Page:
The Conservation Story
Saving endangered species is what many of us learned is the keystone of wildlife conservation. But endangered species cannot survive in the wild without preserving the habitats that support them, with fresh water, food, and enough space to support a population free from human interference.
For tigers, this basically means large forests with enough prey and enough space to allow genetic diversity among resident tigers. Tiger habitats have been shrinking at an alarming pace since the middle of the last century. Human population growth has divided historical tiger territories and has crept even into lands specifically set aside for tigers. This has resulted in geographically isolated areas where tigers can support themselves without conflict with their human neighbors. And because the territories are so isolated from one another, the gene pools are becoming more and more constricted, which weakens each separate population. Young tigers who set out to establish territories and find mates often are killed when they go forth – killed by trains, on highways, or shot because people don’t like tigers wandering through their villages. At the same time people venture into tiger preserves for firewood or to graze their domestic animals, or to illegally hunt the animals the tigers need for prey.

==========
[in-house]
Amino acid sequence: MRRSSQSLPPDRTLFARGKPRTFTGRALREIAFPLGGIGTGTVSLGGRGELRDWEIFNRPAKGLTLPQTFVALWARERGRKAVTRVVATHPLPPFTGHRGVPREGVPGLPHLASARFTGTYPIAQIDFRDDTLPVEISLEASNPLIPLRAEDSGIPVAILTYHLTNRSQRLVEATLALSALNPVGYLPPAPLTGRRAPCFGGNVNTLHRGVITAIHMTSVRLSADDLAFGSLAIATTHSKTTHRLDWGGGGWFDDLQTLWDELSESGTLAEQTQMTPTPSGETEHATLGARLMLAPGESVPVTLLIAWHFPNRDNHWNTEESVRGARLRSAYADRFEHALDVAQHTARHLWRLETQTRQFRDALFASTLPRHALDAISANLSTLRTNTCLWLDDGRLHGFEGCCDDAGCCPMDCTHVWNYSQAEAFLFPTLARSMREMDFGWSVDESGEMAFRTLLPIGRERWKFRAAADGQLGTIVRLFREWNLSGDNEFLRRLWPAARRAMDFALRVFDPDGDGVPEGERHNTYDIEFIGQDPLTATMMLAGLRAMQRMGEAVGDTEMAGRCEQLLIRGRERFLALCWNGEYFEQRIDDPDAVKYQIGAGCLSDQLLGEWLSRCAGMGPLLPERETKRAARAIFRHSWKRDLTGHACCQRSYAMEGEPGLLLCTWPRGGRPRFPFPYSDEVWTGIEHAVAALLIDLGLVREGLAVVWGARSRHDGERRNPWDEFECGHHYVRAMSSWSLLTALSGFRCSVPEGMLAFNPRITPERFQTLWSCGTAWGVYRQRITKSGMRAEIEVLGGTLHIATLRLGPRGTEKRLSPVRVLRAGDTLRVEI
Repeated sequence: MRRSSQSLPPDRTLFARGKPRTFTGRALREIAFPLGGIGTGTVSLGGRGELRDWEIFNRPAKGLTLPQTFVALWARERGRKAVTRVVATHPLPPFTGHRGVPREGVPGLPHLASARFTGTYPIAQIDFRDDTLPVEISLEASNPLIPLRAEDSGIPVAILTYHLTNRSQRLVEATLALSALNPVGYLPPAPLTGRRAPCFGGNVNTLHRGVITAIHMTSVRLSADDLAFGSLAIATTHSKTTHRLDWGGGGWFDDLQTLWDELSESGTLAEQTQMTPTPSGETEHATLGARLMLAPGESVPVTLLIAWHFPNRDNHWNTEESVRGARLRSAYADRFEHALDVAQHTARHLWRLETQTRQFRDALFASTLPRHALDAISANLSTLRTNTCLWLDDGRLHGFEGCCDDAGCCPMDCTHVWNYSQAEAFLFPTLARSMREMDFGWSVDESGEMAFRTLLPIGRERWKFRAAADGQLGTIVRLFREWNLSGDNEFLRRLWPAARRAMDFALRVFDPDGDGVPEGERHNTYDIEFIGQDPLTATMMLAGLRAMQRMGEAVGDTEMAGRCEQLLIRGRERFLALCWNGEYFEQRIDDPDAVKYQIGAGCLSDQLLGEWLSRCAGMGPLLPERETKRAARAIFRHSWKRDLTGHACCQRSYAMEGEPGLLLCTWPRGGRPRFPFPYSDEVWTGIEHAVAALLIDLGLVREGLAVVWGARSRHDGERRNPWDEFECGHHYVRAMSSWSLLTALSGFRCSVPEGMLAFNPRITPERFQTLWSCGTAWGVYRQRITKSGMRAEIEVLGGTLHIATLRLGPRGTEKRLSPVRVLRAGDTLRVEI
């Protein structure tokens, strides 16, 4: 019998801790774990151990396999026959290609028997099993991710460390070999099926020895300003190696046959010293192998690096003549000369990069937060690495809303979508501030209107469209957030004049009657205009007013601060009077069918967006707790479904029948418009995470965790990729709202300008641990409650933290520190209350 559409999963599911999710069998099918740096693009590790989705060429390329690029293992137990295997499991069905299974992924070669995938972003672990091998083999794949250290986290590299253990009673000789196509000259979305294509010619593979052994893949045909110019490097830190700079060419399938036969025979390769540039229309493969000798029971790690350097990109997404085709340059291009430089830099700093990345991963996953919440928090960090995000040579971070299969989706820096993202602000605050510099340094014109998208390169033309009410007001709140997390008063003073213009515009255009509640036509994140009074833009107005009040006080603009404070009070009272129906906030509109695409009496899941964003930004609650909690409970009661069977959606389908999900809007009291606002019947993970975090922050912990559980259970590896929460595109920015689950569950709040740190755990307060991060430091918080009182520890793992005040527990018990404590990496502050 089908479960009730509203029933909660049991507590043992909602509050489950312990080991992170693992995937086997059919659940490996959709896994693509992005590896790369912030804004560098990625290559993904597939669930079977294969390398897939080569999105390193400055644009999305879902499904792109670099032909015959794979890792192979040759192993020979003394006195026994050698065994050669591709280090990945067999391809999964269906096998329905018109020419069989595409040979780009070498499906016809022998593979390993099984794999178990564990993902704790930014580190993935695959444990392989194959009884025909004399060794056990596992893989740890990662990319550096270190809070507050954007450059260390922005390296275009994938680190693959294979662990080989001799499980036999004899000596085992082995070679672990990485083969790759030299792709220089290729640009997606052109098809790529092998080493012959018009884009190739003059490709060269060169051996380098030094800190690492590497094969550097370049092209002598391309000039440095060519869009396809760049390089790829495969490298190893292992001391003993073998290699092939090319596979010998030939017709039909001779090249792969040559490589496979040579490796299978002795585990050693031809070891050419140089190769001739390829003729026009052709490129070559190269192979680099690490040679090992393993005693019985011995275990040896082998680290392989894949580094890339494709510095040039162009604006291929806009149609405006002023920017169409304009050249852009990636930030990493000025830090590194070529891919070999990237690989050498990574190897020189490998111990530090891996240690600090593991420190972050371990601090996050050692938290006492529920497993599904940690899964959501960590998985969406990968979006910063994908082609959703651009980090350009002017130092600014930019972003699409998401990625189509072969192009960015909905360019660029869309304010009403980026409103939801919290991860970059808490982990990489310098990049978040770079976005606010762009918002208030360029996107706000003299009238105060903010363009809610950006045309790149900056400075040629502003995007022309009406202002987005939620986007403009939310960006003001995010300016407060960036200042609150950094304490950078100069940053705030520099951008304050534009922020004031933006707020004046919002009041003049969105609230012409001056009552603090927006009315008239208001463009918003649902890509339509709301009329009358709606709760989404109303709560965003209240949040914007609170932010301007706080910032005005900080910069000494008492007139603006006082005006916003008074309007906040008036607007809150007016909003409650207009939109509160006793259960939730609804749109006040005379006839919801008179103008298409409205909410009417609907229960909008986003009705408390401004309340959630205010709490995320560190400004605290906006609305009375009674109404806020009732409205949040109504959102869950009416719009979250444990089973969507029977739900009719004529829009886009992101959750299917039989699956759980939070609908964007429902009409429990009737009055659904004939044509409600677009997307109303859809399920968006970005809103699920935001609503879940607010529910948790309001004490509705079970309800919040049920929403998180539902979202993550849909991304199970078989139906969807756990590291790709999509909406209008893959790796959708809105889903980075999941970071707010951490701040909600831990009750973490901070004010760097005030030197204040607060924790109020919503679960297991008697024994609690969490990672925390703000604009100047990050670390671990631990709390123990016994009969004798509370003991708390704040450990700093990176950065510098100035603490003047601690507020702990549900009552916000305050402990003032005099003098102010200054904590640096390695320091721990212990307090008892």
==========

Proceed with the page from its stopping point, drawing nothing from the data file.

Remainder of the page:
Then there is poaching, where people seek out tigers wherever they live to kill them to feed the illegal trade in endangered animal parts and products. The demand for tiger parts, especially trophy skins and tiger bone wine has grown dramatically as Chinese status symbols replace the desire for traditional Asian medicine components.
Tigers anywhere but in the wild are not candidates for conservation because zoo tigers or any other tigers bred in captivity are never going home. They are raised to depend on people for food and never learn how to be successful in the wild. It takes a successful wild tiger mother between two and three years to teach her cubs how to hunt, find water, and avoid danger – assuming humans leave them alone.
In American accredited zoos, the AZA Species Survival Programs (SSPs) for tigers are working to preserve genetic diversity in their own captive populations for Conservation Education, not for re-introduction into the wild. Tigers produced by backyard breeders have no known lineage and in the US they are called “generic” tigers, with no value to conservation efforts in the wild.
Many exotic animal businesses in America will tell you that your money is going to tiger conservation. These businesses include roadside exhibitors, pay-to-play and photo op operations, circuses, and entertainment. Their conservation claims are without merit, ranging from flat-out lies to minor and ineffective support for true habitat preservation.